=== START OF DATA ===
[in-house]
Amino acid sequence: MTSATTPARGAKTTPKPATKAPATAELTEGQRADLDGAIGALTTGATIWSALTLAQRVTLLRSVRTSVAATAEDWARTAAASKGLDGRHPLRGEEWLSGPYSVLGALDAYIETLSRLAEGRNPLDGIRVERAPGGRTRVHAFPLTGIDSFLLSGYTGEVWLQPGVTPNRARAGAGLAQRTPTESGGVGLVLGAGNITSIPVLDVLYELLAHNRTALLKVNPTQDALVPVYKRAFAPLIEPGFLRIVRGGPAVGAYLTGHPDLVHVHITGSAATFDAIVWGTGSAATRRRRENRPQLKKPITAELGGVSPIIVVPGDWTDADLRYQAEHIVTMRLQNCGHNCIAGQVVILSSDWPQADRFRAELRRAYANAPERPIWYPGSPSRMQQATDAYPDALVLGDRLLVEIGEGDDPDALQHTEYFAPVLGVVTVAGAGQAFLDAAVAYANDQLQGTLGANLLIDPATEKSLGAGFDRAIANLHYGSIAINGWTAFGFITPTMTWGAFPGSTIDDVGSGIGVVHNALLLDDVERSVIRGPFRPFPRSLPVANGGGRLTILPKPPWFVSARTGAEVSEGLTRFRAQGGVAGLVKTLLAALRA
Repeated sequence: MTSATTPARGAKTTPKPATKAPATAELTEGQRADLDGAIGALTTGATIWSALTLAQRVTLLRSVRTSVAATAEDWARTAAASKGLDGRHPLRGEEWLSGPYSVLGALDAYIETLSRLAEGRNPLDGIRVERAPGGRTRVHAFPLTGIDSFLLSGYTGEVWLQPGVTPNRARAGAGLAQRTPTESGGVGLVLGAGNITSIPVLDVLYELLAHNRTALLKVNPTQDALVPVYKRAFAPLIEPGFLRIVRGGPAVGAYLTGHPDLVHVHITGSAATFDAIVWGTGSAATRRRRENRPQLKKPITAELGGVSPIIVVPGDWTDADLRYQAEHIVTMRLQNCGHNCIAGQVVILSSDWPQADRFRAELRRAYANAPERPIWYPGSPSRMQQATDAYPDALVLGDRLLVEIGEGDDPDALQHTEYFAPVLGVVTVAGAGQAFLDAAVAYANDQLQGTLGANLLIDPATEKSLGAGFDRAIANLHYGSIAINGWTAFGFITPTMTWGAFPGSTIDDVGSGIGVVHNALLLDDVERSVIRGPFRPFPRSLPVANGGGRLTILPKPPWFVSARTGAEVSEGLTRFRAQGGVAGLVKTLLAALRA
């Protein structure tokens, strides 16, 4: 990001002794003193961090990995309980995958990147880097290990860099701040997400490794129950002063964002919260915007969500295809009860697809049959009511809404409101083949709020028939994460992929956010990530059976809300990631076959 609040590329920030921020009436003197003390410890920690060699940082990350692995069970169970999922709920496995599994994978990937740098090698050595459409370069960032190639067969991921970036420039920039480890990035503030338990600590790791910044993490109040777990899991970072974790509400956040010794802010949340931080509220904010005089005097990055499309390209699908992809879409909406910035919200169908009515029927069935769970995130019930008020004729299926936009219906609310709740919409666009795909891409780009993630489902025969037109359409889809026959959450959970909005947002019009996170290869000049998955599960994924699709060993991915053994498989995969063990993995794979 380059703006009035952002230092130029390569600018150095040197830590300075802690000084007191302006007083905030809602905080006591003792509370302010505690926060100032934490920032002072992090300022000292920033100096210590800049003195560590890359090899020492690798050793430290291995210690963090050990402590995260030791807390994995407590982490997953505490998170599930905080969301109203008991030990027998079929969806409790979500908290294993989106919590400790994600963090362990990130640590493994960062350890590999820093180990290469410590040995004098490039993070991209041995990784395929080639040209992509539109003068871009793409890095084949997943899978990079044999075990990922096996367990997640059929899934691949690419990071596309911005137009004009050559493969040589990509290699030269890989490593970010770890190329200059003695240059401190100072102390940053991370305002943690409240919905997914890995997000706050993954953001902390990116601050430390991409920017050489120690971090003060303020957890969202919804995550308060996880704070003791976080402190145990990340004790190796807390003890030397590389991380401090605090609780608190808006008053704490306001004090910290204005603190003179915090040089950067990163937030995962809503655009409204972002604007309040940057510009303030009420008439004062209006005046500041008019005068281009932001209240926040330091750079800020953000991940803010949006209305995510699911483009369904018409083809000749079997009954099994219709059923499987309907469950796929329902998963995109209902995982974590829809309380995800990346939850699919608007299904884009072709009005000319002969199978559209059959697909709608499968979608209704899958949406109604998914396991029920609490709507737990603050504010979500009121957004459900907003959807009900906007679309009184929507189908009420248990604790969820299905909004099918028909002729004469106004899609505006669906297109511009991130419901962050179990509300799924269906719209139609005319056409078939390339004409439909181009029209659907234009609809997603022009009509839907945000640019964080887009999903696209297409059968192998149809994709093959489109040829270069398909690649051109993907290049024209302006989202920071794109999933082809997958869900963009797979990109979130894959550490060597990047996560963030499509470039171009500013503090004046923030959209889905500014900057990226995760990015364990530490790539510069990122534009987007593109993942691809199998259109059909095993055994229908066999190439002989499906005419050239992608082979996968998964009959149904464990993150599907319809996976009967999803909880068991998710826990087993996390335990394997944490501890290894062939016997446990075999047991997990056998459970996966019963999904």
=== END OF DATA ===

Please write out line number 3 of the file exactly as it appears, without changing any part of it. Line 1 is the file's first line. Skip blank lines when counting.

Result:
Repeated sequence: MTSATTPARGAKTTPKPATKAPATAELTEGQRADLDGAIGALTTGATIWSALTLAQRVTLLRSVRTSVAATAEDWARTAAASKGLDGRHPLRGEEWLSGPYSVLGALDAYIETLSRLAEGRNPLDGIRVERAPGGRTRVHAFPLTGIDSFLLSGYTGEVWLQPGVTPNRARAGAGLAQRTPTESGGVGLVLGAGNITSIPVLDVLYELLAHNRTALLKVNPTQDALVPVYKRAFAPLIEPGFLRIVRGGPAVGAYLTGHPDLVHVHITGSAATFDAIVWGTGSAATRRRRENRPQLKKPITAELGGVSPIIVVPGDWTDADLRYQAEHIVTMRLQNCGHNCIAGQVVILSSDWPQADRFRAELRRAYANAPERPIWYPGSPSRMQQATDAYPDALVLGDRLLVEIGEGDDPDALQHTEYFAPVLGVVTVAGAGQAFLDAAVAYANDQLQGTLGANLLIDPATEKSLGAGFDRAIANLHYGSIAINGWTAFGFITPTMTWGAFPGSTIDDVGSGIGVVHNALLLDDVERSVIRGPFRPFPRSLPVANGGGRLTILPKPPWFVSARTGAEVSEGLTRFRAQGGVAGLVKTLLAALRA